currents

To help feed us all

Shops embraced groceries during the pandemic and wove a fabric of mutual support

By ANNEMARIE SCHUETZ
Posted 8/26/20

CALLICOON, NY — The pandemic was, has been, horrible.

People have died. Friends have been ill. Our world feels out of control.

But there have been points of calm in the chaos.

Some of …

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currents

To help feed us all

Shops embraced groceries during the pandemic and wove a fabric of mutual support

Posted

CALLICOON, NY — The pandemic was, has been, horrible.

People have died. Friends have been ill. Our world feels out of control.

But there have been points of calm in the chaos.

Some of them are in our local shops.

“We just want people to be happy,” says Lori Grant, co-owner of Callicoon’s home goods store Spruce with her husband, David Tew. People want “to be treated with kindness. To feel taken care of.”

Of course, when they opened the shop in 2018, becoming grocers wasn’t what they had in mind. Food was part of the dream, sure—Tew comes from the food world—but a large part of their business was home goods. Sheets, towels, tableware. A few adorable stuffed animals. Beautiful things.

They sold tea, bread and cheese. New York’s Food and Agriculture department acknowledged them as grocers.

This was Spruce, pre-pandemic: “A few groceries, a few special things and home goods,” Grant says.

Grant and Tew worked hard building the business for two years. “We thought, ‘This winter we’ll get our website up, we’ll take a vacation,’” she said.

But when the crisis comes, you pivot.

‘We have to get food to people’

When the pandemic arrived, everything was wrapped in fear. Fear of illness, death and of the empty store shelves as grocery stores realigned supply chains. There were stories about seniors and the quarantined trapped in their homes with no meal delivery.

Nonprofits and local governments were working to take care of them all, but it’s hard to watch people suffer. And what if someone was missed?

“We thought, oh my God, what will we do? We have to get food to people,” Lori Grant says.

Nobody’s knocking the larger grocers. They were—and are—essential, their staff putting their health at risk to make sure we ate. But they can’t do everything and can’t be everywhere.

Spruce and other businesses that added groceries see themselves as supplementing the grocery stores, not competing with them. They’ve added online or phone ordering and bag or box purchases for curbside pickup. It minimizes time spent in the store. They can feed people who, for health reasons, daren’t venture into larger shops.

“We took our order sheet and said, ‘Let’s expand this.’” Grant said.

“This” was an order list that now ranges from milk to eggs to coffee to meat to flour... and flowers. Many are items not carried at larger stores, or from suppliers who aren’t big enough to sell to chains.

It wasn’t just Spruce, of course. At Narrowsburg Proper, for example, Joan Santo shifted from a “not so general general store” to offering more food. “We have a selection of meat, fresh veggies, charcuterie, locally made items, pasta, sauces... and now we carry beer, hard ciders and a selection of interesting non-alcoholic beverages,” she said.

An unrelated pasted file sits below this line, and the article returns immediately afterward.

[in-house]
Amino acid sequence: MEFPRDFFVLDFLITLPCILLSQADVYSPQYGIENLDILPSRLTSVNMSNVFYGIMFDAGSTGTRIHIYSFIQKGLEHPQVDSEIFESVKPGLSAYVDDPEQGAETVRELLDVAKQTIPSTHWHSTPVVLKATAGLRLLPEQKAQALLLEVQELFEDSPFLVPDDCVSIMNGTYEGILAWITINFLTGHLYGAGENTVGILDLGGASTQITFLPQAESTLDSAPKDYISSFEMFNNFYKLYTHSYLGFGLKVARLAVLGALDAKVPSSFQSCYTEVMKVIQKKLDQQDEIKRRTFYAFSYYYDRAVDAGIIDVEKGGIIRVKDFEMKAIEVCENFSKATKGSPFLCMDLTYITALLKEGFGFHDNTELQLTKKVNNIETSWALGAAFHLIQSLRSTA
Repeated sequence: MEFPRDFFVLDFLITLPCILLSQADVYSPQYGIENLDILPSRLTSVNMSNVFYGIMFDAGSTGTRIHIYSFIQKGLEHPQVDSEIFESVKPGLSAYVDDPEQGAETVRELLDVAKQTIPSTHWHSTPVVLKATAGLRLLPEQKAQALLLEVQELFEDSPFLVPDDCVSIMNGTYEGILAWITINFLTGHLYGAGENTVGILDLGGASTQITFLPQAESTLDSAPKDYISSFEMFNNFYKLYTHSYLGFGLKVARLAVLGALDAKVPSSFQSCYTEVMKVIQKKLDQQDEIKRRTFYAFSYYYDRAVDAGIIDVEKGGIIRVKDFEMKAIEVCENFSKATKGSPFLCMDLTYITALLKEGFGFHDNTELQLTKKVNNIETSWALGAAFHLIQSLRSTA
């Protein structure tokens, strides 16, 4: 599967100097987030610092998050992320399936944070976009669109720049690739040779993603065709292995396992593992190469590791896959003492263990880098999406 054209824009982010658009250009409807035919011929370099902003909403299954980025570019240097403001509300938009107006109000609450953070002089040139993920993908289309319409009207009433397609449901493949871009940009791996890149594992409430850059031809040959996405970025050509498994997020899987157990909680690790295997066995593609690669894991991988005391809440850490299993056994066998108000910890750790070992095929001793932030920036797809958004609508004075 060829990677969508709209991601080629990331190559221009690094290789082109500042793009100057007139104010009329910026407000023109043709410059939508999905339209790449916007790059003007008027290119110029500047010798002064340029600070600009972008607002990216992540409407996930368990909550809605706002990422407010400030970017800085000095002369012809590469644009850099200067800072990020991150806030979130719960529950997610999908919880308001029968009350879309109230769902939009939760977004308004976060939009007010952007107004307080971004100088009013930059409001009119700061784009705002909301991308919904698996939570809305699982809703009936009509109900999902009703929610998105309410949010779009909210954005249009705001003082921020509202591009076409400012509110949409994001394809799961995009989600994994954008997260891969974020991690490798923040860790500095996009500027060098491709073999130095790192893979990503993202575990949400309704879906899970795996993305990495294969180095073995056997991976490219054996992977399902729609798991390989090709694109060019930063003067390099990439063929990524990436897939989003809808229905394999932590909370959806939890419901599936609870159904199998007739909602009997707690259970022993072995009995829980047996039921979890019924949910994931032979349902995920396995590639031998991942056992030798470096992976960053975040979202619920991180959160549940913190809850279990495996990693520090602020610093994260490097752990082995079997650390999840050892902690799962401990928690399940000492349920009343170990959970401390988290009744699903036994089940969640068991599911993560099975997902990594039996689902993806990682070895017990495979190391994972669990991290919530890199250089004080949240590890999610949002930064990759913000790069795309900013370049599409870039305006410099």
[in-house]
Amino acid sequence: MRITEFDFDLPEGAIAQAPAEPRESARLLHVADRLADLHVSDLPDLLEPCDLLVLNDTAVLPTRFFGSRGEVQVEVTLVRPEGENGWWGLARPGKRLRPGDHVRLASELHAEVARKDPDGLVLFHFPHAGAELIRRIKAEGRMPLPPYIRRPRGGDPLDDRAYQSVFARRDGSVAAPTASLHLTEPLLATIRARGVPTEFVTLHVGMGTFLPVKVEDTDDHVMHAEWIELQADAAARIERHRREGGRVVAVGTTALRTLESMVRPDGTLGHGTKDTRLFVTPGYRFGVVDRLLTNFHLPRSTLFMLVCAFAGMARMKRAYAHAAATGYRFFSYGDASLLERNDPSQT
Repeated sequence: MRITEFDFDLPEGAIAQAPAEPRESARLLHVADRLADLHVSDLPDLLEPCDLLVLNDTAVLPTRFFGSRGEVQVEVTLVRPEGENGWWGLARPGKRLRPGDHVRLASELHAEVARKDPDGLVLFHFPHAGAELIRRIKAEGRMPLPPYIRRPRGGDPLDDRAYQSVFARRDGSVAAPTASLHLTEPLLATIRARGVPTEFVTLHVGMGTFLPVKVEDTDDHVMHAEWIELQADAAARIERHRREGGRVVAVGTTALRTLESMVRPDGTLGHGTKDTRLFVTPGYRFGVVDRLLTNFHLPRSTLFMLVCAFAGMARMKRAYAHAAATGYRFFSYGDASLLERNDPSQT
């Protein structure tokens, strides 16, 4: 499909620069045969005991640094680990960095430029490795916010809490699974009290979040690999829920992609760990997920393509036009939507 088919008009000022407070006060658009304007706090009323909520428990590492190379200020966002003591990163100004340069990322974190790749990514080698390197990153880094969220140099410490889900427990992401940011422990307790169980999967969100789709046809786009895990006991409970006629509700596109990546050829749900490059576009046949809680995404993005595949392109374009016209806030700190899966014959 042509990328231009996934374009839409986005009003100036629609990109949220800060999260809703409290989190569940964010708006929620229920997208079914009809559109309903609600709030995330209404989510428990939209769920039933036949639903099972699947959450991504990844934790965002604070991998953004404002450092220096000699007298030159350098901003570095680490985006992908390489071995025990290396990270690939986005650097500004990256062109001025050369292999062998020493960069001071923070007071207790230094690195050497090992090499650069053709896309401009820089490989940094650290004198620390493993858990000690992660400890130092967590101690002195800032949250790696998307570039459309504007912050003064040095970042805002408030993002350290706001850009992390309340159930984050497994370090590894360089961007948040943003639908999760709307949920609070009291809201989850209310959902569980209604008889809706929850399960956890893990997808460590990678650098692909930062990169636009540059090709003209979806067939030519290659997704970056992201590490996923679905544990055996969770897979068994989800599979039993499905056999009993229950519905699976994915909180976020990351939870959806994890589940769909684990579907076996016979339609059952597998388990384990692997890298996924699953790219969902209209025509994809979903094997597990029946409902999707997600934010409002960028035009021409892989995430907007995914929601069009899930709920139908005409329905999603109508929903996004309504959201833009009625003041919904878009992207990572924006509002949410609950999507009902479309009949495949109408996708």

And there have been more stores, known to those who are grateful to them, working hard to feed anyone who couldn’t get to a grocery store. Volunteers delivered purchases to those who couldn’t leave their homes.

Likely, these stores all followed a similar path: working to get systems up and running, reaching out to customers, letting people know they were there and that they were open.

“We were just running and building at the same time,” Grant said. She laughs. “It was kind of hysterical and terrifying at the same time.”

So, Spruce reached out to its suppliers. “We talked to restaurants, because [they] were closed... We asked, ‘What do people need?’” Grant said. They talked to local farmers—unsung heroes, she and others call them—to see what they could provide.

And slowly, new ties were formed and a web of people organized around food, working to make sure nobody went hungry and nobody would be forgotten. And they didn’t forget the struggling people. “We very, very intentionally did not carry things over certain price points.”

At Pip Squeak Chapeau, in the same building, the owner was making masks, keeping her seamstresses employed, Grant said. So masks were easily available.

How it works, small scale

Narrowsburg Proper takes phone orders and has curbside pickup.

Spruce customers should call or check the Instagram page to sign up for the list.

The order list goes out on Monday; place your order online. Twice a week they pick up from suppliers. Collect your order at outside pickup. The shop is only open to one customer or one group of three at a time.

Always, everywhere, masks are required.

And even now, when people are back on the streets of Callicoon and grocery store shelves are full again, the bonds Grant and Tew forged with their customers have held. On a sunny day, people wait patiently outside for their turn in the store. Tew dashes out to reassure them: Just a few minutes. What do you need? Here, I’ll bring you a sample.

He stops to talk. Grant calls out names and waves.

It’s a pattern woven in many, many other local stores. Here, we can rely on each other to get through a crisis. We are shopping again, happily, at full-service groceries, but people still visit the smaller stores.

“We have a community. That’s what people want.” Grant thinks a moment. “We can take away food insecurity for folks. We can greet them with the same loving-kindness that we always have.”

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